Arizona tightens the leash on service animals
PHOENIX – A controversial new law will levy a $250 fine on people who misrepresent their pets as service animals in such businesses as restaurants and stores.
The law is meant to deter pet owners from abusing a system that protects people with disabilities, even though the lawmaker who sponsored the bill said it will be difficult to enforce. People can buy a service-animal vest or certificate online for as little as $10.
Still, Meg Myers, who relies on her service dog, Nala, said the law will help the public have a less skewed view of service dogs.
“The ones who have been faking it and aren’t well behaved will possibly be removed,” Myers said.
Myers has two autonomic heart conditions that lead to medical difficulties, including seizures. Nala is being trained to be on cardiac alert and is able to complete several medical response tasks, including barking or clawing at Myer’s leg if she detects a significant increase in her owner’s heart rate.
“If I faint, she’ll be trained to lay across my body so nobody moves me,” Myers said.
Under certain circumstances, she said, it’s reasonable for businesses to question the legitimacy of a service animal, as long as the business owners are respectful and educated on the issue.
“You can’t see that my heart is affected, so I think businesses should be empowered to at least be able to ask about it,” Myers said.
Critics say the law is unnecessary and has other problems.
“We don’t actually think this is the type of huge problem that people are claiming it is,” said Sarah Kader, an attorney for the Arizona Center for Disability Law.
Kader also opposed the law because its violate the privacy of people who require a service animal.
“You’re giving people the feeling that they can interrogate people and call the police because it becomes a violation of the law,” Kader said.
Another concern: requiring people with disabilities to appear in court. More people with disabilities that aren’t visible are using service animals and shouldn’t have to prove in court that they need them, she said.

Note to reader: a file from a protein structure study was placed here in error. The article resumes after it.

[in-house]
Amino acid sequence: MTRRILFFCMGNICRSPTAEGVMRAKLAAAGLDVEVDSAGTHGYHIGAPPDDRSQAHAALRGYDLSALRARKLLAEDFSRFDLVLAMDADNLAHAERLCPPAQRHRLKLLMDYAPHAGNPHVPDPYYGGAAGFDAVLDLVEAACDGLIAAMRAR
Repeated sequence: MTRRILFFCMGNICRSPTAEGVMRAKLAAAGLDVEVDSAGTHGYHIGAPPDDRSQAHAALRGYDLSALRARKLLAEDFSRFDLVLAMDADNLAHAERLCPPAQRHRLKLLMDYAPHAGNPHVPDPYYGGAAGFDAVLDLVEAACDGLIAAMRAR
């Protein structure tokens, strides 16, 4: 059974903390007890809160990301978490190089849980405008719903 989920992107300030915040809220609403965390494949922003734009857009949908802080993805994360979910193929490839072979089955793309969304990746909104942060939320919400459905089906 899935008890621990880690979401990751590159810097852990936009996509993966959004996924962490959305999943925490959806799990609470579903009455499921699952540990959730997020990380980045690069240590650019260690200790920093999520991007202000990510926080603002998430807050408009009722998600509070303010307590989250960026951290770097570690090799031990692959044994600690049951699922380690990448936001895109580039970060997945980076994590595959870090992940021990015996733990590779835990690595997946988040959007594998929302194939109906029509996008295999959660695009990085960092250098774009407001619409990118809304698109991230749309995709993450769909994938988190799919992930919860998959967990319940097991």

“What happens if a person with disabilities can’t get to court?” Kader asked.
Although some people carry certificates with them for their service animals, she said, others do not have any form of certification because the Americans With Disabilities Act “specifically prohibits requiring ID.”
Business owners were already allowed to ask two questions about someone’s service animal: “Is the animal a service animal required because of a disability?” and “What work or task has the animal been trained to perform?”
They also can ask someone with a service animal to leave the premises if the animal is misbehaving or can’t be condtrolled, Kader said.
“There’s a protection for service animals, but there’s a line drawn,” she said. “The issue is of pets, not service animals.”
Arizona Rep. John Kavanaugh, R-Scottsdale, pushed for the bill, signed into law this week by Gov. Doug Ducey, but he acknowledged it will be difficult to enforce.
“In most cases, the only way someone would get a summons would be if they were stupid enough to admit to a police officer that they had a fraudulent dog,” Kavanagh said in an interview with azcentral. “There are stupid criminals.”
Kader said federal law protects the use of service animals. The Americans With Disabilities Act does not apply to emotional-support animals.
“If someone says this is my emotional support animal, a business is not required to allow them to stay,” she said.
Taylor Randoe, a dog trainer for Sparky’s Service Dogs at Arizona State University, said many of the issues arise when people do not understand the difference between a service animal and an emotional support animal.
Service animals are trained specifically to mitigate a disability, Randoe said, while emotional support animals provide comfort merely by being close to an owner.
She hopes the law will emphasize the importance of service animals and keep others from buying fake IDs or vests online just because “people want take their animal anywhere.”